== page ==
I wish I was less free with my upvotes, because I really mean it when I give you this one. Great topic in terms of depth, content, and effort. I'd love to see more like this.  

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(disclaimer: none of this banner art is original, I just smooshed it together in gimp. Torchic, Matau)
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Wow! I think you've put more thought in your reply than I did in my original post (which is the best I could have hoped for; begetting good discussion is the whole point).

I'm glad you brought in the books; that is certainly a deficiency in my little write-up. I think I've read Bionicle Adventures 5 as a kid (somehow that was the only one I acquired), but being a little averse to eBooks (& not knowing they were available online) means I haven't 'caught up' w/ them for some time. Perhaps not something a 'responsible' Bionicle fan ought to do, but perhaps this is just the time to start.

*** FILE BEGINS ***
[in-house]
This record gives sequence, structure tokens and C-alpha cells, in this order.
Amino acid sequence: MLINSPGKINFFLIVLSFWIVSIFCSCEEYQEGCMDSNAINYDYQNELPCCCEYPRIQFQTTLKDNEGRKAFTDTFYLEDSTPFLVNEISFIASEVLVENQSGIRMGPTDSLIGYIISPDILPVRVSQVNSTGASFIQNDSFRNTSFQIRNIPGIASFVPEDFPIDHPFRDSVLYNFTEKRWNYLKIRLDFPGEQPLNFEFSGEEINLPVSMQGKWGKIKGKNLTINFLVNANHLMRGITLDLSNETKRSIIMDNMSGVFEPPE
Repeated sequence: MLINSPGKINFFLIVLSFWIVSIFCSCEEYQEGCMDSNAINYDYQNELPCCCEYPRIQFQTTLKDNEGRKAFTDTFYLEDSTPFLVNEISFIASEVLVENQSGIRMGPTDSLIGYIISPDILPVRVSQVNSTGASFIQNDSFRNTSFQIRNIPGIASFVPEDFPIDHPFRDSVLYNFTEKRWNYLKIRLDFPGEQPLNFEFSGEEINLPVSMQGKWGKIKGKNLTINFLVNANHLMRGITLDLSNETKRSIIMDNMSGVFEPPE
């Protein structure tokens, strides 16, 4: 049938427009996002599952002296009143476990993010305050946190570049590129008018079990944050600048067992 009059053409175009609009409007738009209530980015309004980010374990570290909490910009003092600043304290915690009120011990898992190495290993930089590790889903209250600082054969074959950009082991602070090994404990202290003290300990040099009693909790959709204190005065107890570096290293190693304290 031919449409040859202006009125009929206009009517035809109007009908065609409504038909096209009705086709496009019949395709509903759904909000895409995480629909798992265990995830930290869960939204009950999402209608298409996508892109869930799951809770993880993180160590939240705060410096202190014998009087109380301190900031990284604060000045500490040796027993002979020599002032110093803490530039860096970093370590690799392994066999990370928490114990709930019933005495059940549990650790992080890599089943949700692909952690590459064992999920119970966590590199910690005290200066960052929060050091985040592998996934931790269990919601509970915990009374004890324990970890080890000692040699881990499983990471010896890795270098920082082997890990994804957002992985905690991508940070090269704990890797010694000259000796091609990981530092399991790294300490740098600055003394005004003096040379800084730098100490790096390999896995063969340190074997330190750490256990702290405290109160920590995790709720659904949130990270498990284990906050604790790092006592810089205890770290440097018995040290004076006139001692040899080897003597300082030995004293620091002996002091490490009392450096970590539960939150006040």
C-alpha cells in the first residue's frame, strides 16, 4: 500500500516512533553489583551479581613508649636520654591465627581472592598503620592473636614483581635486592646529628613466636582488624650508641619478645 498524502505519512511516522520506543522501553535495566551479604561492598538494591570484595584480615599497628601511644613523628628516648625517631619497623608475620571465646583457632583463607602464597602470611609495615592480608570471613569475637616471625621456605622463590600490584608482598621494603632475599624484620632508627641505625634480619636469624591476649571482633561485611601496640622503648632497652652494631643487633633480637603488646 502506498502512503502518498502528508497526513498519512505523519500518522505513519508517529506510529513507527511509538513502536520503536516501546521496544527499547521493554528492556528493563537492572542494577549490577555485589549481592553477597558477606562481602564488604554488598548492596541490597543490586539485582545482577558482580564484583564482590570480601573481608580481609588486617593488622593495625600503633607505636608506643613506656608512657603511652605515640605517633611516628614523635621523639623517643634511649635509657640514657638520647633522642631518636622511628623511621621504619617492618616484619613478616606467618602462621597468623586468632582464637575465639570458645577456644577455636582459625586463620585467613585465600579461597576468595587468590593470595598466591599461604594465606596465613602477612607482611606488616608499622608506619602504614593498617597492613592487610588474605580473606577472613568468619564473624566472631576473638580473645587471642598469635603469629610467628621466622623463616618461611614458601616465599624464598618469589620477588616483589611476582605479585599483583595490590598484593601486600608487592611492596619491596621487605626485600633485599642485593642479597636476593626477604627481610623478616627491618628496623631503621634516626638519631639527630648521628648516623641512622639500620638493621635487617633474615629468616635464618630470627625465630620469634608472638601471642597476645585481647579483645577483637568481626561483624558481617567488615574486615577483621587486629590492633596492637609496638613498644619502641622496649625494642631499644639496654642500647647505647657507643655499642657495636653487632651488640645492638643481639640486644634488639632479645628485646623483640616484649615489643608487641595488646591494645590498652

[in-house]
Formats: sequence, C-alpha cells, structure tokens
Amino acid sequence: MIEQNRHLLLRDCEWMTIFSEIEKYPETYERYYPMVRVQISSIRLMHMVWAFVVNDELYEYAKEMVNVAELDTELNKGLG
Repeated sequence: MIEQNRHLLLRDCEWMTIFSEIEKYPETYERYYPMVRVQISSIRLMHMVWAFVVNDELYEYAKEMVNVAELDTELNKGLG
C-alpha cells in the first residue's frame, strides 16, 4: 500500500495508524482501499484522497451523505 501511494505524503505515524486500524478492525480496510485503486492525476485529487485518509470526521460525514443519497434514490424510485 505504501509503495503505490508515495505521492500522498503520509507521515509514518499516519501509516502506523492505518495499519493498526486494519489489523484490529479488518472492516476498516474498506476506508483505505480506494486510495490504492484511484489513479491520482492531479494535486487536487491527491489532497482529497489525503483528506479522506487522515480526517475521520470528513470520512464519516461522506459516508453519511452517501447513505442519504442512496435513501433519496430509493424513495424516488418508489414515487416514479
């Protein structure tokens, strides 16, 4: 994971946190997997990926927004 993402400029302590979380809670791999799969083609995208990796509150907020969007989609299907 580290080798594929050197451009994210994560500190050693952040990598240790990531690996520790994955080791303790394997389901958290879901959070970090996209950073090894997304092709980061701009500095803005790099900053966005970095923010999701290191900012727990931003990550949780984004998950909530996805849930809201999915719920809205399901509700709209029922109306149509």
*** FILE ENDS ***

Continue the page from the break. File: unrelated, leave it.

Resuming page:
A lot of really good catches in the novels, tho. (& things I never knew about either). I think you're right that these scenes continue to demonstrate Nokama's leadership qualities. I actually find her characterization surprisingly consistent, for want of a better word. There are one or two things you pointed out that really got my brain rolling, tho. they might be a bit scrambled:

2 hours ago, Aderia said:

it was most convenient for Greg to tell us what everyone was feeling in this scene through Nokama's eyes

IIRC Greg preferred writing for Gali & Kopaka for the prior team, did he not? If Greg saw Nokama & Gali as somewhat similar characters (which I think he did), then perhaps that's why he favours Nokama in some of these scenes? I don't want to chalk it up entirely to 'girl=heart power' b/c hopefully it is not that shallow. B/c even if he's contractually obligated to write in the PoV of every Toa, now & then, that wouldn't explain why both Gali & Nokama get the same kinds of scenes, if you get my drift. 

1 hour ago, Aderia said: